King of cactus
When it comes to cacti and succulents, French ex-pat Claude Geffray is the man
To say that Claude Geffray and his many plants are a familiar sight at the Saturday morning and Thursday night farmers’ markets is almost an understatement. If you don’t know of Geffray, chances are good that you’ve never been to either market, or else you are just not paying attention.
Geffray and his countless varieties of cacti and succulents—from spiny little barrel cacti, to prickly paddle-shaped cinnamon cacti, to the Pleiospilos nelii, a curious-looking succulent resembling a speckled rock with a split down the middle—have been a fixture at both markets for years. And if, for some reason, you can’t picture him, think this: irresistible French accent.
Oui—that’s Claude Geffray.
Geffray’s Gardens—as locals know the charming 61-year-old’s retail business—started up in 1987, two years after Geffray came to Chico from the San Francisco Bay Area, where he was a construction worker after leaving his home country of France.
Over the years, his plant nursery expanded from fairly tight quarters at a house on Normal Avenue to the spacious, 1-acre digs in north Chico it now occupies—a place he refers fondly to as “my little kingdom.” As many Chicoans know, Geffray hosts a popular, roughly once-a-month plant sale there, featuring 20 to 50 percent off of all plants, which number “around 20 to 25 thousand.”
Geffray also designs unique container gardens, and offers custom landscaping services for homes and businesses, under the name Creative Cacti and Succulents. Additionally, he sells wholesale to a number of Northern California nurseries—approximately 70 percent of his business.
“I bought my first cactus at a flea market in Sausalito,” said Geffray recently by phone from San Diego, where he was “running from nursery to nursery” purchasing new plants. “From then on, I kept buying and planting new ones. When I came to Chico, I brought a nice collection with me—a couple hundred or more.”
That’s when Geffray decided to go into the nursery business.
“I started with a few plants at the [Saturday] farmers’ market when it was at Gold Country Market,” he said, referring to the defunct grocery store that used to be on Orient Street. “And I’ve been at the DCBA’s Thursday Night Market from the beginning.”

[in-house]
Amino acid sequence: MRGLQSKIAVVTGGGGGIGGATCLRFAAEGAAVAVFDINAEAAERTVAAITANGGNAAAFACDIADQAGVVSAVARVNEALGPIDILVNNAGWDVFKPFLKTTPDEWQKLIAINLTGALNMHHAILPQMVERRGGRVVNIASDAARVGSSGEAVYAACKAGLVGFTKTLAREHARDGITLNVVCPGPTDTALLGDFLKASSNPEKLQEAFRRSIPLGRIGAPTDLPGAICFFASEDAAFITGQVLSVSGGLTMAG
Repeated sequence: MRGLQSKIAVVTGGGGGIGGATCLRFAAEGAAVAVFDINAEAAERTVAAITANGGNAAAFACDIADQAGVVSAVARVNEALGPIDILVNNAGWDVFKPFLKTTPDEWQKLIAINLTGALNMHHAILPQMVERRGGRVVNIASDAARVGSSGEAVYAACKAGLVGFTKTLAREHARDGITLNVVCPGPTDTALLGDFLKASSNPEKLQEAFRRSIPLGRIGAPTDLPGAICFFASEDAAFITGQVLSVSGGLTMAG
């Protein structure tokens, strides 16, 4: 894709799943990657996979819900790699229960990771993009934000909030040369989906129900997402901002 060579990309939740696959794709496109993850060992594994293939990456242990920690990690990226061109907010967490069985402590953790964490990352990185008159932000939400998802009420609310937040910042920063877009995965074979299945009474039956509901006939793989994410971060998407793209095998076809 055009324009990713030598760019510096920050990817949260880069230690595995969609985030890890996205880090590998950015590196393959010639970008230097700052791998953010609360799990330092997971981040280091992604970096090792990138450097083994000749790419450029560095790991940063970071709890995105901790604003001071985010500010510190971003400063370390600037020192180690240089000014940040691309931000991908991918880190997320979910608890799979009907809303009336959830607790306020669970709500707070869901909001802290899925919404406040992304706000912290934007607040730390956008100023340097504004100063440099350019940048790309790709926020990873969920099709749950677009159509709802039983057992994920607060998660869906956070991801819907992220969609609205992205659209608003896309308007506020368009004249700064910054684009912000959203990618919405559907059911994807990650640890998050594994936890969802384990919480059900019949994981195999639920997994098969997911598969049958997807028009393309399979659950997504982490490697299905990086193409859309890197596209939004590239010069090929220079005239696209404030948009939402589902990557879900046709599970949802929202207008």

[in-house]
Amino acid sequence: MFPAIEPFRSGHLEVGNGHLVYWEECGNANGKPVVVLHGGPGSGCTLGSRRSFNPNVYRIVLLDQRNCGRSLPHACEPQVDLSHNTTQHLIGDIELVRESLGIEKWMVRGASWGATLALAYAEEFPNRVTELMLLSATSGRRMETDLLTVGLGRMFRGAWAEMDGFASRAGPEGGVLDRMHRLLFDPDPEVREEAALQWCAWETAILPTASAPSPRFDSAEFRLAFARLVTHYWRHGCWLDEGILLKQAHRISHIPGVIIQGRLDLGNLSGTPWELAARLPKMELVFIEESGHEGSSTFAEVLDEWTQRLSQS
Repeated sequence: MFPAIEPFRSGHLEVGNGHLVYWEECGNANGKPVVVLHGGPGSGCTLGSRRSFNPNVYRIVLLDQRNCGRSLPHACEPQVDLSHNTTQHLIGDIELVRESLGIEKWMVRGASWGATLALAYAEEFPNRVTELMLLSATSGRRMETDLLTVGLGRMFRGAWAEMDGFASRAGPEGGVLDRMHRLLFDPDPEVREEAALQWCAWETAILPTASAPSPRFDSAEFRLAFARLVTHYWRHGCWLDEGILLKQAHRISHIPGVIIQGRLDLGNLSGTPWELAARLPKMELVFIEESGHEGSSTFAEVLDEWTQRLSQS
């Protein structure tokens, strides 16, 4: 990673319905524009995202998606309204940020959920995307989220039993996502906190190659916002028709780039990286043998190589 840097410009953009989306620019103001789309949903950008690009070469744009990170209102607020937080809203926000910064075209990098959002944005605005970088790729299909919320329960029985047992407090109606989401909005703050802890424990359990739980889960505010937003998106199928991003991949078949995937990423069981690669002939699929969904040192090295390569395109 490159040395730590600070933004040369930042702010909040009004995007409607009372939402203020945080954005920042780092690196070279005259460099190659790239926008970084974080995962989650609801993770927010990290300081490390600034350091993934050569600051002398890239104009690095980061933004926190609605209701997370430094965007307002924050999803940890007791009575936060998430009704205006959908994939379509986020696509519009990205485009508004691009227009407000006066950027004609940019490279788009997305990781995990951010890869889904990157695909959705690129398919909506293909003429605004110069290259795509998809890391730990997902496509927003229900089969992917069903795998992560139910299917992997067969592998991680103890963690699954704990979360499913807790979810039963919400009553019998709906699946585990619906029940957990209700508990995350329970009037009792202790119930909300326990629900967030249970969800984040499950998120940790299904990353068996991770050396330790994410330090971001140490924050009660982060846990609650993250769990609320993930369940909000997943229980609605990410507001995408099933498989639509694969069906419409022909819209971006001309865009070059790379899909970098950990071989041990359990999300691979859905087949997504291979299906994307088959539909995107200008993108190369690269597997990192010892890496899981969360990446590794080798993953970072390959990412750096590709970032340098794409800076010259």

Geffray has noticed a steady increase in sustainability-savvy customers purchasing his plants for their superior drought-resistant, water-saving qualities: “They are tired of throwing gallons of water on their lawns, and are replacing them with cacti. Some just put a little bit of cacti in the corner in the landscape, but it’s a start.”
Cacti and succulents are all plants that “are able to store water in their body, in their flesh, in their roots,” said Geffray. Hence they are perfect for low-water gardening.
The spiky-leaved agave plant is a perfect plant for such a garden, Geffray said. “Many of the agaves—it is a genus with many species—are hardy enough to tolerate the winter [in Chico]. Just make sure the soil drains pretty well.” An ideal situation for an agave is to plant it on a mound formed from soil that has been sufficiently aerated by adding gravel, sand or pumice to “let the water go through more easily.”
The genus of cacti called Echinopsis, too, is highly suitable. “They are all pretty hardy, and they get beautiful flowers,” said Geffray of the South American natives. “They are very showy, very pretty. Some grow high and some grow low on the ground. Each has a different function for a different place in the landscape.”
Geffray is also very fond of the Opuntia, or paddle cactus. Because of its shape—"fan shaped with big pads"—it is a good accent in the landscape, Geffray said, “especially in the background, because they tend to be big.”
The leafy succulent genus called sedum—"native from the Alps in Europe"—and another called sempervivum are also excellent choices for Chico’s climate. Some sempervivums are hardy “to minus-10 and minus-20 degrees Fahrenheit,” Geffray noted, and sedum “is great between stepping stones—they grow wherever there’s any soil.”
Ask Geffray—who has a bachelor’s degree in ceramics and sculpture—why he loves the cacti and succulents so much, and his speech becomes poetic. “Cacti are three-dimensional and they have sculptural patterns. They surprise you all the time,” he said. “I love the patterns and the textures and the shapes and, you know, the way the light of the sun plays on them at different times of the day. And then, all of a sudden, there’s a flower!
“There are so many facets of each plant, so many different ways the light and shadow can play—I like that. I was born in Normandy, in France, and there is no cactus [native to] there. To me, they are exotic plants and I love them.”